Sony shocked attendees at its Tokyo Game Show press conference earlier this week by announcing the PlayStation 3 Super Slim. Unfortunately, the corrugated console itself was not the reason for open-mouthed attendees – that accolade was reserved for its flummoxing price-point. Indeed, as opposed to positioning the aging system at a previously untapped cost-conscious market, the company instead opted to go toe-to-toe with Nintendo’s new Wii U. In Japan you’ll be able to pick up one of Sony’s new machines for a meagre ¥20 (roughly 25 cents) less than Nintendo’s fresh arrivals, and the situation isn’t much better overseas. So, what does the announcement tell us about PlayStation’s future under a much more financially focused regime?
Upper executives have clearly concluded that brawling for market share is no longer worth the financial risk
For those still puzzled by the platform’s existence, the PS3 Super Slim is undoubtedly the product of a cost-cutting exercise. However, unlike the system’s previous refresh, Sony’s decided to pocket the savings for itself. That probably reads a lot more sinisterly than it should, but upper executives have clearly concluded that brawling for market share is no longer worth the risk to the company’s bottom line. As such, engineers have concocted a platform that’s cheaper to produce, and allows Sony to maximise the profit on each console sold. From a purely financial perspective, it makes sense.
However, it emphatically eschews the rules established by several generations of console production. Typically manufacturers choose to lose money on hardware, opting to grow their install base and recoup costs through premium priced supplements such as software and accessories. At a more mainstream $199.99, there’s no doubt that Sony would have been able to capture more customers this Christmas. But whatever your opinion of the organisation’s business acumen, you have to imagine it carefully considered all of the potential outcomes.
That it opted for such a risk averse approach speaks strongly about new CEO Kaz Hirai’s profit-centric philosophy. The former PlayStation boss has stated his intent to unite Sony Corp as a whole and drive it back towards profitability, and that endeavour will no doubt have an impact on the design of the PlayStation 4. With the platform holder adamant it won’t cut the cost of the Vita even in lieu of paltry hardware sales, it’s evident that the company will endeavour to make money from the off next generation.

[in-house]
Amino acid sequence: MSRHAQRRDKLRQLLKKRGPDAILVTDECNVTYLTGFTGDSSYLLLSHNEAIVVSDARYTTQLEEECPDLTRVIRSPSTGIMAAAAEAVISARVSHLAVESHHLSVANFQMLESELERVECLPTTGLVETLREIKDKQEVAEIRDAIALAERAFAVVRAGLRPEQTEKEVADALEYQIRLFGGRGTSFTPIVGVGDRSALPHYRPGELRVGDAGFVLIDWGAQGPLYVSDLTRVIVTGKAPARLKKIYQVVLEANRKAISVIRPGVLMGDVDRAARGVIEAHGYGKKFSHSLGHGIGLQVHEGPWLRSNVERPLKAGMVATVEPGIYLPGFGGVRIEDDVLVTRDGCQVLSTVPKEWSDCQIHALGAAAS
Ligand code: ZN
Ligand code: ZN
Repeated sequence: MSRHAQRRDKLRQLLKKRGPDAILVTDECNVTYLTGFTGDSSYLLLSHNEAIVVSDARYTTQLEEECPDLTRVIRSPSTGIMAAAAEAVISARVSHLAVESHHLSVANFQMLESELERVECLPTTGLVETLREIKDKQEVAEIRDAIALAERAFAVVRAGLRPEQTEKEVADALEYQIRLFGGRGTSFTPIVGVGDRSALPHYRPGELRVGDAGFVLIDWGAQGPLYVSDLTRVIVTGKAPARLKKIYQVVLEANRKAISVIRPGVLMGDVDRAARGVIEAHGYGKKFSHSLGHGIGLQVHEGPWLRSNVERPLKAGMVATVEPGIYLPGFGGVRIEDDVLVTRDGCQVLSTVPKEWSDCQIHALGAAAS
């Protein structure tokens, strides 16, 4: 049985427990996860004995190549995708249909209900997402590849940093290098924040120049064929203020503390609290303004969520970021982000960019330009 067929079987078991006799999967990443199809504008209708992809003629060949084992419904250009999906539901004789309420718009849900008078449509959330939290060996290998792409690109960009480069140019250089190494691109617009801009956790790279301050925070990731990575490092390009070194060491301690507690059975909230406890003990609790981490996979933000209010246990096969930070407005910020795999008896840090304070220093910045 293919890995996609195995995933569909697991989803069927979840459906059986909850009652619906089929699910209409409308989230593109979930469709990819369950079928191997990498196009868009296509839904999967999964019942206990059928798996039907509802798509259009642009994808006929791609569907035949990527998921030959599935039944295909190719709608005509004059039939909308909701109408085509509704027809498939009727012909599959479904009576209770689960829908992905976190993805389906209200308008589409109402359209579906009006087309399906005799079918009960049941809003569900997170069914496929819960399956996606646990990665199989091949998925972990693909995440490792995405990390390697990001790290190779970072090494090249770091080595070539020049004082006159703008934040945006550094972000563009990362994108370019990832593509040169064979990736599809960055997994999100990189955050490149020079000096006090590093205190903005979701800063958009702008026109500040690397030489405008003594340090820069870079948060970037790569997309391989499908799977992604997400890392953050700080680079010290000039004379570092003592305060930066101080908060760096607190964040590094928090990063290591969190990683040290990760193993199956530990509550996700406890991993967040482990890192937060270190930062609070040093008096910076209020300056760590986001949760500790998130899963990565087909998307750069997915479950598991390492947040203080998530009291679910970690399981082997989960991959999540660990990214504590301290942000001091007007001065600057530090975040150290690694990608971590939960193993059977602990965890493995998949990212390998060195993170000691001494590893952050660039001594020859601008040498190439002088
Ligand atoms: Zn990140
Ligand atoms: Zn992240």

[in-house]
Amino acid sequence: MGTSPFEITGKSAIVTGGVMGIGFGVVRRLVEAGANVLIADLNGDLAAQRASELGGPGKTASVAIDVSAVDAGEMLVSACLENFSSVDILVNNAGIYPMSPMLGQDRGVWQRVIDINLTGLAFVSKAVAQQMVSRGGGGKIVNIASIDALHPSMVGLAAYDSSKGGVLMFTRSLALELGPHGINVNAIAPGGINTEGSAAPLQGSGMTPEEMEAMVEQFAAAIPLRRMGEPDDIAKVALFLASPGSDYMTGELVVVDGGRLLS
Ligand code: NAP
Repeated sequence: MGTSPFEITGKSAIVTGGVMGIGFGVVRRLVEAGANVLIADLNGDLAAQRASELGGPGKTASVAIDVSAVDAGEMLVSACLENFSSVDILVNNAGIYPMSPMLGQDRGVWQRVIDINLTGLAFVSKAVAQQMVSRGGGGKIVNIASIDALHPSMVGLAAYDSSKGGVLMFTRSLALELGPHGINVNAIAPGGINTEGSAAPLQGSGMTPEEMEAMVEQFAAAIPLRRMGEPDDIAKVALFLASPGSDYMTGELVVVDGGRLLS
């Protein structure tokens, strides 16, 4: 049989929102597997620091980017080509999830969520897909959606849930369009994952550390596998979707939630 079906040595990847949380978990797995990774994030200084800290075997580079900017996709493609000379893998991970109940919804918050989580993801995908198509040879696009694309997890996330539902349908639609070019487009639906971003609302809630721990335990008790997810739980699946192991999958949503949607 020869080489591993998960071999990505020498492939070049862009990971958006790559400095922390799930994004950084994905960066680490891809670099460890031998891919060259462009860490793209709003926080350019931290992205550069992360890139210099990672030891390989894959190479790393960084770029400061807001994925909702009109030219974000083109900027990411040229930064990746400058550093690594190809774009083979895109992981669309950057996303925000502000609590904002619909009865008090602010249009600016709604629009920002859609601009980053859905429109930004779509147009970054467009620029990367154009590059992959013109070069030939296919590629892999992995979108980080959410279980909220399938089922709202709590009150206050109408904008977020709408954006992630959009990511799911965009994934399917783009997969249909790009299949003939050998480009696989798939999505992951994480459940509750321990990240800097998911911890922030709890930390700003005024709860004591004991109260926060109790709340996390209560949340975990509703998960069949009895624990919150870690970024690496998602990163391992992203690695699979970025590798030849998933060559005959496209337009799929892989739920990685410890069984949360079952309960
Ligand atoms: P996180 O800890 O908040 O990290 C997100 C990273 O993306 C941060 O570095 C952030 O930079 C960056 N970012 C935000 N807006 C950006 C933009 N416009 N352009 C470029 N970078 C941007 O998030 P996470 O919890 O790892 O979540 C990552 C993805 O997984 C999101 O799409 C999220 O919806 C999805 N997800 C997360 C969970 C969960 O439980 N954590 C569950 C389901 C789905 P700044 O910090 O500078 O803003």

Alas, that puts the pressure on the division to position the platform properly at launch. The Vita has been far too easily outmuscled by the 3DS, and because of the organisation’s devotion to its bottom line, it’s been unable to properly react. A limp TGS showing compounded the handheld’s woes, with only Soul Sacrifice and God Eater 2 (a title also coming to PSP) worthy of note. Its headaches aren’t too dissimilar to those initially faced by the PS3, but this time it doesn’t have the clout of the PS2 to prop it up. The Vita is caught in a catch-22 at the moment, unable to convince developers or consumers that it’s a platform worth investing in. Even though it’s probably breaking even, the handheld is currently too expensive to turn things around.
Sony may be forced to avoid an arms race with PS4, and opt for a platform that favours value above all else
The PlayStation 4 simply can’t succumb to the same situation. If Sony’s aiming for profitability across the board then it needs to ensure that it can achieve a price-point that’s palatable on a global basis. That may mean that the company’s forced to avoid a technological arms race against Microsoft, and opt for a refined platform that favours value above all else.
It would certainly be a first for a brand that’s defined itself as cutting-edge, but the company’s financial predicament may leave it without a choice. The console needs to be bankable and successful from the start – Sony simply doesn’t have billions of dollars waiting to blow on digging its next commercial disaster out of a quarry-sized hole. Perhaps its recent acquisition of Gaikai will hold the key to it attaining the very best of both worlds.
Either way, the next 12 months are going to be fascinating for PlayStation fans – and followers of the industry alike. With the Wii U braced for impact, and rumours pegging Microsoft and Sony’s next consoles for E3, it’s going to be interesting to see how each of the manufacturers react. The latter’s Tokyo Game Show press conference certainly won’t be remembered for its content – but it may just be looked back upon as a tease of the overall company’s corporate direction.
What do you think is the perfect price-point for the PlayStation 4? Would you prefer the company to produce an expensive console packed with cutting-edge technology, or release a cheaper system that’s a little more refined? Let us know in the comments section below.